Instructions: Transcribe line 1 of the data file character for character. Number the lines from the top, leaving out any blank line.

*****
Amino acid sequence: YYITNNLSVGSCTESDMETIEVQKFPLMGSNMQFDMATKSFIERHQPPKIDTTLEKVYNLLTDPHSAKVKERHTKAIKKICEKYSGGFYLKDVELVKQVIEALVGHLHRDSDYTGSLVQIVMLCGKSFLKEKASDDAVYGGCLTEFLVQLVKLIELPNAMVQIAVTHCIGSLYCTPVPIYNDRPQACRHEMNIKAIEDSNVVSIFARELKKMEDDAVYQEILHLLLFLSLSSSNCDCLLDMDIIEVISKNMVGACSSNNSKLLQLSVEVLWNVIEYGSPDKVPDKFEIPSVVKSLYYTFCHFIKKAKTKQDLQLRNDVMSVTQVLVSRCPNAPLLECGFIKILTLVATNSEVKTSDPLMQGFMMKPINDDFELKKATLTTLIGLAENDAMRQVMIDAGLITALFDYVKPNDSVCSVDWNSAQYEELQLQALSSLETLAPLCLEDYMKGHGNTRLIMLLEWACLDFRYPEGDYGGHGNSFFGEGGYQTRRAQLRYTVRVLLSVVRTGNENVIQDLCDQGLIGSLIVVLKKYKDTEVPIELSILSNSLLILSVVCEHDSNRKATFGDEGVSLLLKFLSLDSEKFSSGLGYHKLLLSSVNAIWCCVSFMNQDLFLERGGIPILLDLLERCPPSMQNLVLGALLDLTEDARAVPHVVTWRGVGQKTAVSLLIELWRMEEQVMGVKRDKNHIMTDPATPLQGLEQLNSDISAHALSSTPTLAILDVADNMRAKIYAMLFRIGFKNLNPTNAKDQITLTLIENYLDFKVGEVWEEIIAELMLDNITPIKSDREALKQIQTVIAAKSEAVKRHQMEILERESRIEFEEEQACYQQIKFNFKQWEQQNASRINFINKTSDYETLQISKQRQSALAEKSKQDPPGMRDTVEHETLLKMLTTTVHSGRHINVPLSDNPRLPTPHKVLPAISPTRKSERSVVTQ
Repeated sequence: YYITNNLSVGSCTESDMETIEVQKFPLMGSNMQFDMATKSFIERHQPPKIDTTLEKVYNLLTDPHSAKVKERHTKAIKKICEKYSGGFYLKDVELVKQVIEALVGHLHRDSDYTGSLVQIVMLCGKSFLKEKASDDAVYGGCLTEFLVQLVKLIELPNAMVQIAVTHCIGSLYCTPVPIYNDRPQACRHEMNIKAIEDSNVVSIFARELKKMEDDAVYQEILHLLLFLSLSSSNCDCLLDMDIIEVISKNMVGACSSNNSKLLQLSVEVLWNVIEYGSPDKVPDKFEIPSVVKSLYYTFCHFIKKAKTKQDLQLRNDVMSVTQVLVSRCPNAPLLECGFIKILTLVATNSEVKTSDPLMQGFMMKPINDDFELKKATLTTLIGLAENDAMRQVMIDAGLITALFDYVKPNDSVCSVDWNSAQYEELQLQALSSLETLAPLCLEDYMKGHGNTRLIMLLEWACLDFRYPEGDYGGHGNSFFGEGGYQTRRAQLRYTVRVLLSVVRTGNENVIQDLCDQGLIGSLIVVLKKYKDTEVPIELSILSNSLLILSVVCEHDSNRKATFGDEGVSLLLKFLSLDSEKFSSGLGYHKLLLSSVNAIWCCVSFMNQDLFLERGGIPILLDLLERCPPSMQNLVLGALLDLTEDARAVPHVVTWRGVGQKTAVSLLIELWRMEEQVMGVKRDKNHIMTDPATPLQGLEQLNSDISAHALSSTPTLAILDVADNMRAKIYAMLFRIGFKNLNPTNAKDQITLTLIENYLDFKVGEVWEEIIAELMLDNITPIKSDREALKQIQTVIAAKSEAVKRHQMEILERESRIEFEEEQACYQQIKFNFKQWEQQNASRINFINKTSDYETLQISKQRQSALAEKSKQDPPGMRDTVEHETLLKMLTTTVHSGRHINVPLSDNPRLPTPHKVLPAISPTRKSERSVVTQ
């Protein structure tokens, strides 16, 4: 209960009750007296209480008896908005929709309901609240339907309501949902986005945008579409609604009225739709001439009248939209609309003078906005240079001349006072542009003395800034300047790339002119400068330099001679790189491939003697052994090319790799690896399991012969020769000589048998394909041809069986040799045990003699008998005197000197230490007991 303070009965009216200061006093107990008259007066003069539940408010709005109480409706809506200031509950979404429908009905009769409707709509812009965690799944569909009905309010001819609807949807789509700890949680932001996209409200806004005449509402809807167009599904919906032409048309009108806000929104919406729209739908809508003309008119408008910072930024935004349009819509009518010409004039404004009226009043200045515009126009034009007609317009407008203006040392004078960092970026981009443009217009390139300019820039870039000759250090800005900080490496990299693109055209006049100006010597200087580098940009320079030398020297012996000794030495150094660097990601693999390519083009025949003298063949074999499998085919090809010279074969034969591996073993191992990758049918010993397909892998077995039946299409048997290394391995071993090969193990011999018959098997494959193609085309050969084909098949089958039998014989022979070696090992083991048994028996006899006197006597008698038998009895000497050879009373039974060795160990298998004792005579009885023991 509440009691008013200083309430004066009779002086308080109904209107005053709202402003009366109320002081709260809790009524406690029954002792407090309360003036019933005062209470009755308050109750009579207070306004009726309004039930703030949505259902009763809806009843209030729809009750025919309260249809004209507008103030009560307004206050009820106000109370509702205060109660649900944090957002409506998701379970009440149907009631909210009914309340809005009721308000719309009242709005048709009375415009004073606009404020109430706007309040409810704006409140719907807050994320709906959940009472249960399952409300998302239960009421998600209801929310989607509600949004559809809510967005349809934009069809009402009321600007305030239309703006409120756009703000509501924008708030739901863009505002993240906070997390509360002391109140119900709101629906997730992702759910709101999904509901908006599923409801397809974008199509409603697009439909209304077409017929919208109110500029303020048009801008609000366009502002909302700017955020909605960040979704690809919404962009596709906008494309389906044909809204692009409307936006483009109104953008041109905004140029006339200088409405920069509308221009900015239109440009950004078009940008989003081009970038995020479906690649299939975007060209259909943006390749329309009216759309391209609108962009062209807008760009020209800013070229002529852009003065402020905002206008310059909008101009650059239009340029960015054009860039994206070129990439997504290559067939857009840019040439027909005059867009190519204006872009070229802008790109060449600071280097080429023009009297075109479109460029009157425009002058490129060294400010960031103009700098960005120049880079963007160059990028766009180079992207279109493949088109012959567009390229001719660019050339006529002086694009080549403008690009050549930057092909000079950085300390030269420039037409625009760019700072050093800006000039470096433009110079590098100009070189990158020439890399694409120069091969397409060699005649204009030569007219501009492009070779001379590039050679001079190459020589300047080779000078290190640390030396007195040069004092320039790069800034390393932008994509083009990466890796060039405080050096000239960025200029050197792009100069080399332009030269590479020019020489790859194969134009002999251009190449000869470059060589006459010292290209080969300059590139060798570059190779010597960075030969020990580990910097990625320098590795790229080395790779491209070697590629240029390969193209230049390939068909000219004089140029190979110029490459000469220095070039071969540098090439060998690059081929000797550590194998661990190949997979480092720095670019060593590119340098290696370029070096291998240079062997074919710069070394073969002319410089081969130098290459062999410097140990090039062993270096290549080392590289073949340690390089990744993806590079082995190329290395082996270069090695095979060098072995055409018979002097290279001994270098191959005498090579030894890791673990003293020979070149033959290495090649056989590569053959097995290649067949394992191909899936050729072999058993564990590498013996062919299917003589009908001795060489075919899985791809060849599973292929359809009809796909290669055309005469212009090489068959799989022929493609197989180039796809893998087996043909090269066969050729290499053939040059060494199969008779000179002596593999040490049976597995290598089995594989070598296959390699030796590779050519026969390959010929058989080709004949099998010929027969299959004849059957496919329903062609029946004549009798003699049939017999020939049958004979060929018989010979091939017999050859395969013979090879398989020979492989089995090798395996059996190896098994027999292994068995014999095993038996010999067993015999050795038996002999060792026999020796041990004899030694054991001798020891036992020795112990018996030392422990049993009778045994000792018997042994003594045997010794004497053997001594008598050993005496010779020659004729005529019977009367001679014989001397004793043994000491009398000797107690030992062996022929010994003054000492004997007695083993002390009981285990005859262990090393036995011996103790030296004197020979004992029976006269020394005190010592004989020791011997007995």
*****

Amino acid sequence: YYITNNLSVGSCTESDMETIEVQKFPLMGSNMQFDMATKSFIERHQPPKIDTTLEKVYNLLTDPHSAKVKERHTKAIKKICEKYSGGFYLKDVELVKQVIEALVGHLHRDSDYTGSLVQIVMLCGKSFLKEKASDDAVYGGCLTEFLVQLVKLIELPNAMVQIAVTHCIGSLYCTPVPIYNDRPQACRHEMNIKAIEDSNVVSIFARELKKMEDDAVYQEILHLLLFLSLSSSNCDCLLDMDIIEVISKNMVGACSSNNSKLLQLSVEVLWNVIEYGSPDKVPDKFEIPSVVKSLYYTFCHFIKKAKTKQDLQLRNDVMSVTQVLVSRCPNAPLLECGFIKILTLVATNSEVKTSDPLMQGFMMKPINDDFELKKATLTTLIGLAENDAMRQVMIDAGLITALFDYVKPNDSVCSVDWNSAQYEELQLQALSSLETLAPLCLEDYMKGHGNTRLIMLLEWACLDFRYPEGDYGGHGNSFFGEGGYQTRRAQLRYTVRVLLSVVRTGNENVIQDLCDQGLIGSLIVVLKKYKDTEVPIELSILSNSLLILSVVCEHDSNRKATFGDEGVSLLLKFLSLDSEKFSSGLGYHKLLLSSVNAIWCCVSFMNQDLFLERGGIPILLDLLERCPPSMQNLVLGALLDLTEDARAVPHVVTWRGVGQKTAVSLLIELWRMEEQVMGVKRDKNHIMTDPATPLQGLEQLNSDISAHALSSTPTLAILDVADNMRAKIYAMLFRIGFKNLNPTNAKDQITLTLIENYLDFKVGEVWEEIIAELMLDNITPIKSDREALKQIQTVIAAKSEAVKRHQMEILERESRIEFEEEQACYQQIKFNFKQWEQQNASRINFINKTSDYETLQISKQRQSALAEKSKQDPPGMRDTVEHETLLKMLTTTVHSGRHINVPLSDNPRLPTPHKVLPAISPTRKSERSVVTQ